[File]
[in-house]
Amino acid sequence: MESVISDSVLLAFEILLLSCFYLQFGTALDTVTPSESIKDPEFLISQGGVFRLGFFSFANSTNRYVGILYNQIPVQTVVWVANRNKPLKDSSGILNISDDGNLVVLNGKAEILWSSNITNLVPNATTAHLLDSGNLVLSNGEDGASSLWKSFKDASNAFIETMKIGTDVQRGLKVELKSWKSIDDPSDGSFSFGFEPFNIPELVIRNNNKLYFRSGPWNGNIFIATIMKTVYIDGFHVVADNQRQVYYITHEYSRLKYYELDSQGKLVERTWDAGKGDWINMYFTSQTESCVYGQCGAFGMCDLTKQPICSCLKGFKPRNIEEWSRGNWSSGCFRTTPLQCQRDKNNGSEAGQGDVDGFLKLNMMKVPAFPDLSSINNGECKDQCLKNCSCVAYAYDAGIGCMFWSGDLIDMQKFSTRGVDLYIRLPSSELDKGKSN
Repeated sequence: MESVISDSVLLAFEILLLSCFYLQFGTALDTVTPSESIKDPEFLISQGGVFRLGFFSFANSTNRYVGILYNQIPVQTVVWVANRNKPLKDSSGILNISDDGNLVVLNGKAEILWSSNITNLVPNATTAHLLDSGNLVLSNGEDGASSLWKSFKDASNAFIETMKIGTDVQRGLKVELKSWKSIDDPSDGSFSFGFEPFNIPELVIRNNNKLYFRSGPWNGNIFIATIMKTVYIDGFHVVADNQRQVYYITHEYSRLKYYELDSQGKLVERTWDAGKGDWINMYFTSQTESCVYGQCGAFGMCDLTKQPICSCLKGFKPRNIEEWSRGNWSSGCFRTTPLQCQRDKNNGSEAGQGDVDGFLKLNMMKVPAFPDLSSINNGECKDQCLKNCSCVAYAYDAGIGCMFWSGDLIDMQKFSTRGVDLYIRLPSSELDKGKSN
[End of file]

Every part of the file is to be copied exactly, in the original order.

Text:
[in-house]
Amino acid sequence: MESVISDSVLLAFEILLLSCFYLQFGTALDTVTPSESIKDPEFLISQGGVFRLGFFSFANSTNRYVGILYNQIPVQTVVWVANRNKPLKDSSGILNISDDGNLVVLNGKAEILWSSNITNLVPNATTAHLLDSGNLVLSNGEDGASSLWKSFKDASNAFIETMKIGTDVQRGLKVELKSWKSIDDPSDGSFSFGFEPFNIPELVIRNNNKLYFRSGPWNGNIFIATIMKTVYIDGFHVVADNQRQVYYITHEYSRLKYYELDSQGKLVERTWDAGKGDWINMYFTSQTESCVYGQCGAFGMCDLTKQPICSCLKGFKPRNIEEWSRGNWSSGCFRTTPLQCQRDKNNGSEAGQGDVDGFLKLNMMKVPAFPDLSSINNGECKDQCLKNCSCVAYAYDAGIGCMFWSGDLIDMQKFSTRGVDLYIRLPSSELDKGKSN
Repeated sequence: MESVISDSVLLAFEILLLSCFYLQFGTALDTVTPSESIKDPEFLISQGGVFRLGFFSFANSTNRYVGILYNQIPVQTVVWVANRNKPLKDSSGILNISDDGNLVVLNGKAEILWSSNITNLVPNATTAHLLDSGNLVLSNGEDGASSLWKSFKDASNAFIETMKIGTDVQRGLKVELKSWKSIDDPSDGSFSFGFEPFNIPELVIRNNNKLYFRSGPWNGNIFIATIMKTVYIDGFHVVADNQRQVYYITHEYSRLKYYELDSQGKLVERTWDAGKGDWINMYFTSQTESCVYGQCGAFGMCDLTKQPICSCLKGFKPRNIEEWSRGNWSSGCFRTTPLQCQRDKNNGSEAGQGDVDGFLKLNMMKVPAFPDLSSINNGECKDQCLKNCSCVAYAYDAGIGCMFWSGDLIDMQKFSTRGVDLYIRLPSSELDKGKSN